One reason for (relative) optimism is simply that the world, and policymakers, have been preparing for this scenario for some time. Not only do memories of 2008-2009 remain fresh, but we are coming out of a pandemic that in macroeconomic terms induced unprecedented policy reactions in most countries. Before 2008, in contrast, macroeconomic peace had reigned and there was common talk of “ the great moderation,” meaning that the business cycle might be a thing of the past. We now know that view is absurdly wrong.
Circa 2023, we can plausibly expect further disruptions and macroeconomic problems. But this time around the element of surprise is going to be missing, and that should limit the potential for a true financial sector explosion.
The kinds of bank financial problems we are facing also lend themselves to relatively direct solutions. Higher interest rates do mean that the bonds and other assets that many banks hold have lower values, which in turn could imply liquidity and solvency problems. But those underlying financial assets usually are set to pay off their nominal values as expected, as with the government securities held by Silicon Valley Bank. That makes it easier for the Federal Reserve or government to arrange purchases of a failed institution, or to offer discount window borrowing. The losses are relatively transparent and easy to manage, at least compared to 2008-2009, and in most cases repayment is assured, even if those cash flows have lower expected values today, due to higher discount rates.
To the extent an economic slowdown does start, interest rates will fall again, which in turn boosts the values of those underlying securities, alleviating the problem. In contrast, the earlier Great Recession only pushed home prices down all the more. That in turn led to high numbers of foreclosures, which destroyed yet further value in real estate markets, worsening the cycle.
Another protective factor is that this time around household balance sheets are in decent shape. The sharp increase in pandemic-induced savings is now behind us, and balance sheets have been worsening for several quarters as consumers spend down their liquid surpluses, but still the overall situation appears acceptable. That limits the risk of economy-wide declines in consumption. Today’s problems are more likely to remain localized in banks and other financial institutions, compared to, say, 2008-2009.
Some of the current doomsayers are suggesting that further bailouts of insolvent banks will induce very high rates of inflation, due to the money creation required to implement such bailouts. Yet the net pressures of failing banks are deflationary, as an actual failure would result in the destruction of numerous bank deposits. Fed actions to rescue these financial institutions in fact forestall pending decreases in money supply growth. The Fed has been very active with its discount window activities as of late, but from that we should not expect any kind of hyperinflation.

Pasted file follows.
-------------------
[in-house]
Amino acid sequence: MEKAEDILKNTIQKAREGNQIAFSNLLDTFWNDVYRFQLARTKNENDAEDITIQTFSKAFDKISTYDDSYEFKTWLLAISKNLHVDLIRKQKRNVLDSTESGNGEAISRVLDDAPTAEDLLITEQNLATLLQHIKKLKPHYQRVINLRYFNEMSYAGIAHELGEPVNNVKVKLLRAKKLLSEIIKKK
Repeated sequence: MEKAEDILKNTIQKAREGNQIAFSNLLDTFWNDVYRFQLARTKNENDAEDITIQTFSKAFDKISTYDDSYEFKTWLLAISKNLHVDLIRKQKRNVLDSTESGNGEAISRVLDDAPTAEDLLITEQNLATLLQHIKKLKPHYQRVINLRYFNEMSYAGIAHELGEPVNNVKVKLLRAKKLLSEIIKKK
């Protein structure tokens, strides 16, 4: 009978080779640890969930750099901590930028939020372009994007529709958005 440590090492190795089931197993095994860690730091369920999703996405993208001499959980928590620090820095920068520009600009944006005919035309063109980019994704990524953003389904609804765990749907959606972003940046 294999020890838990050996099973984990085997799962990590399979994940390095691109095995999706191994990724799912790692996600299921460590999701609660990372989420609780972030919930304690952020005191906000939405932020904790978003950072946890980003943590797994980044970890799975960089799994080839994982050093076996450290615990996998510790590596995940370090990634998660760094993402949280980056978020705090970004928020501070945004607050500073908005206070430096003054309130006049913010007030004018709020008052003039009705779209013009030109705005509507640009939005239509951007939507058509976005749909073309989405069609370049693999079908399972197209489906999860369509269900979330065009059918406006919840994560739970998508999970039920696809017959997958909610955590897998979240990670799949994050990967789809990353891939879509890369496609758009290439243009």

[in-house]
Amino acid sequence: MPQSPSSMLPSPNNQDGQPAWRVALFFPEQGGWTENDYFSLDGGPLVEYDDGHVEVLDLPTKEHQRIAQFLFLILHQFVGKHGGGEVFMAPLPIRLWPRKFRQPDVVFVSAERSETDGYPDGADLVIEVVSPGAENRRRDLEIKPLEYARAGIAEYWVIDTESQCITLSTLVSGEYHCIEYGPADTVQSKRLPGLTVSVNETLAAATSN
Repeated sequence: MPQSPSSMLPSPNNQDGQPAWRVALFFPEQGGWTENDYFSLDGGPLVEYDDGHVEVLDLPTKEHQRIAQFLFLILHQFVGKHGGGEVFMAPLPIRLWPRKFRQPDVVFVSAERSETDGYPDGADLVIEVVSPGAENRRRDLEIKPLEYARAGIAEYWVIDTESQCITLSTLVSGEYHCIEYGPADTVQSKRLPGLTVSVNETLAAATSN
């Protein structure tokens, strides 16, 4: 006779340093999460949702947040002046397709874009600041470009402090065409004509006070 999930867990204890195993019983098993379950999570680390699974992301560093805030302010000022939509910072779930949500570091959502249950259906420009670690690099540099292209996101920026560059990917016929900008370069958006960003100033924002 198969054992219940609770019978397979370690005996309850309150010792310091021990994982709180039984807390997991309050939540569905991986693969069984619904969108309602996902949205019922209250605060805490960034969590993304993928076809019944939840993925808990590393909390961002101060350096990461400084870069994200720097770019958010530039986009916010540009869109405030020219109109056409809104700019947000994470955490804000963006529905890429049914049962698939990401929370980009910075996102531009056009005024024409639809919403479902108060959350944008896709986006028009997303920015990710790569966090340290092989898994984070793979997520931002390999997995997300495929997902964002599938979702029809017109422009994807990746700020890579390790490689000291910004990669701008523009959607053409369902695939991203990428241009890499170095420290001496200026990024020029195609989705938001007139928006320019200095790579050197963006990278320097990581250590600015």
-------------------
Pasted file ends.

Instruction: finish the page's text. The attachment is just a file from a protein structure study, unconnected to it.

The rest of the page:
The various bailouts we have been engaging in are not costless. For instance, they may induce greater moral hazard problems the next time around. But that does not mean we should expect a spectacular financial crash right now. More likely, we will see increases in deposit insurance premiums and also higher capital requirements for financial institutions. The former will fund the current bailouts, and the latter will aim to limit such bailouts in the future. The actual consequences will be a bleeding of funds from the banking system, tighter credit for regional and local lending, and slower rates of economic growth, especially for small and mid-sized firms. Those are reasons to worry, but they do not portend explosive problems right now.
In short, the rational expectation is that the US will muddle through its current problems and patch up the present at the expense of the future. For better or worse, that is how we deal with most of our crises. We hope that America’s innovativeness and strong talent base will make those future problems manageable.
Part of our current mess is a higher risk of stagflation moving forward. Problems in the financial system may discourage the Fed from raising interest rates at the previously planned pace. That raises the risk of persistent price inflation of 4% to 5%, and America could end up with stagflation, at least if the financial sector troubles lower employment and economic growth.
In the post-recession years of the 1980s, we had major financial sector problems from the savings and loan crisis and what was then called “Third World debt,” but no collapse. Today’s details differ, but history shows that not all financial sector problems have to be explosive ones.
More From Bloomberg Opinion:
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• It’s Still Unstable After the Swiss Avalanche: John Authers
• Credit Spreads Return From a Trip to Fantasyland: Jonathan Levin
This column does not necessarily reflect the opinion of the editorial board or Bloomberg LP and its owners.
Tyler Cowen is a Bloomberg Opinion columnist. He is a professor of economics at George Mason University and writes for the blog Marginal Revolution. He is coauthor of “Talent: How to Identify Energizers, Creatives, and Winners Around the World.”
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